Sunday, 12 August 2012

Entry: woebegone (adj.)

In context: "...a woebegone little marginal archaic desktop-pub.-looking thing..."

Definition‘Beset with woe’; oppressed with misfortune, distress, sorrow, or grief. Obs. or arch.


Etymology:  The construction out of which this word arose is illustrated by the quots. immediately following, in which an objective pronoun is governed by a complex verb phrase containing bego v. (q.v. sense 8) with woe n. as subject (me is wo bigon = woe has beset me) <

c1330   Amis & Amil. 2150   Me nas neuer so woe bigon, Yif thou it wost vnderstond! For..almost ichaue him slon.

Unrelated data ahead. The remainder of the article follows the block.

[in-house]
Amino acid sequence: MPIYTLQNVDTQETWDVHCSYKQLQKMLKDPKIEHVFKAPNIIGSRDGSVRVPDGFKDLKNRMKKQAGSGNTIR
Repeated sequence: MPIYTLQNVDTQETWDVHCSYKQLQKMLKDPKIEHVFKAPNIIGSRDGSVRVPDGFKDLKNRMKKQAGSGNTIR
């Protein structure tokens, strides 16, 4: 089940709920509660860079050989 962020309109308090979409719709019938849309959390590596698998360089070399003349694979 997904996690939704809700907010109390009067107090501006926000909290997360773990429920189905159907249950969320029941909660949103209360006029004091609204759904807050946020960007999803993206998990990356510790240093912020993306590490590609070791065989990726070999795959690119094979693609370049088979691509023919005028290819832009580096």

c1405  (1395)    Chaucer Franklin's Tale (Hengwrt) (2003) l. 608   Noght wolde I telle yow how me is wo bigon But certes outher moste I dye or pleyne.

Subsequently a change of construction took place, parallel to the passing of me is woe into I am woe (see woe adj.), woe and begone becoming consequently so indivisibly associated as to form a compound.

In the following quot. there seems to be a blend of the old and new constructions:

1593   T. Watson Tears of Fancie xxxviii,   My hart doth whisper I am woe begone me.

SNOOT score: 1
Page: 1055

Source: Oxford English Dictionary   

No comments:

Post a Comment